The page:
London’s newest character, Little Hippo, is big on imagination, even if he is a pint-sized pretend doctor.
Who knew that a day of visiting patients could be so difficult? Big Hippo has powerfully bad breath, a check of Very Tall Giraffe’s tongue leads to a sticky licking and Little Hippo must make do with a visual inspection of Giant Crocodile’s skin. His last three patients prove no better. In fact, Lion, who apparently does not want an eye exam, roars so loudly that he frightens poor Little Hippo, who runs back to Mama Hippo for a checkup of his own. The final scenes show readers just where Little Hippo learned how to be such a good doctor and will have them wondering if Little Hippo’s adventure really happened. The characters in Eduar’s retro-feeling gouache artwork are reminiscent of those in the Babar stories, but his landscape is rather Seuss-ian, with imaginatively colored trees and grasses. Simple backgrounds and details keep readers’ focus on the characters, especially Little Hippo and his expressive face. Small charm aside, this slight tale can’t hold a candle to Andrea Beaty’s Doctor Ted (2008), and Little Hippo lacks the charm and easy language of London's more-famous Froggy, to whom readers can relate.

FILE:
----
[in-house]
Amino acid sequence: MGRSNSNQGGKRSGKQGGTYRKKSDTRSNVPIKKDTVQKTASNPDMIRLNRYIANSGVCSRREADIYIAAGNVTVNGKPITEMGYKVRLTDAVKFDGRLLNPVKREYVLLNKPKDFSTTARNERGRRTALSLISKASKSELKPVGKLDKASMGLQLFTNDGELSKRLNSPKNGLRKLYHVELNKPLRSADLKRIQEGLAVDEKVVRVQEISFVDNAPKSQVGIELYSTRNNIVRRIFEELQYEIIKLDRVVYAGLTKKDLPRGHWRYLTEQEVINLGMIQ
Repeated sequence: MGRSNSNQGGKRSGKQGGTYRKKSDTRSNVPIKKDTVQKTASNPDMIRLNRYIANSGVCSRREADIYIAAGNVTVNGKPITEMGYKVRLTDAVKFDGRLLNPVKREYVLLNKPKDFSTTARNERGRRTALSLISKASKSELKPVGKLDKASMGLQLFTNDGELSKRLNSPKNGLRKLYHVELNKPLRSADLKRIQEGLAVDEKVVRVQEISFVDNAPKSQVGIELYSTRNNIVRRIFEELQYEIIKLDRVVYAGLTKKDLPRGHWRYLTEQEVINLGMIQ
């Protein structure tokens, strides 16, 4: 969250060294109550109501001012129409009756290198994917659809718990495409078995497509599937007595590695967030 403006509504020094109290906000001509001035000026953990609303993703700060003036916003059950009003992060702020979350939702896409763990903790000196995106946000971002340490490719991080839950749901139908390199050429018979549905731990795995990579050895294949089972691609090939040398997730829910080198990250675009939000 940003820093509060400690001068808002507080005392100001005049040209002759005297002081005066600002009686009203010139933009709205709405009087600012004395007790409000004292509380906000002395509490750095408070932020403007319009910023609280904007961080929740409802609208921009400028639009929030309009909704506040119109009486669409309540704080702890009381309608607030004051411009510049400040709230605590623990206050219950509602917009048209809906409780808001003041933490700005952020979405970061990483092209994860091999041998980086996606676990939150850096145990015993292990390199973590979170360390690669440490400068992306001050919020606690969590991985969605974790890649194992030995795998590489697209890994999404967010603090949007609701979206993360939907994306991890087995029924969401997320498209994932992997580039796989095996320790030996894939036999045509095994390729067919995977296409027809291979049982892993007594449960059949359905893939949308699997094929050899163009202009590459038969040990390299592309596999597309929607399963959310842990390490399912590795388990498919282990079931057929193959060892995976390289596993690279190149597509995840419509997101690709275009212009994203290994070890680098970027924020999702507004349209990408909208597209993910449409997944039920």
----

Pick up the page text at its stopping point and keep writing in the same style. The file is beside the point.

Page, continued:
Sweet but not filling. (Picture book. 3-5)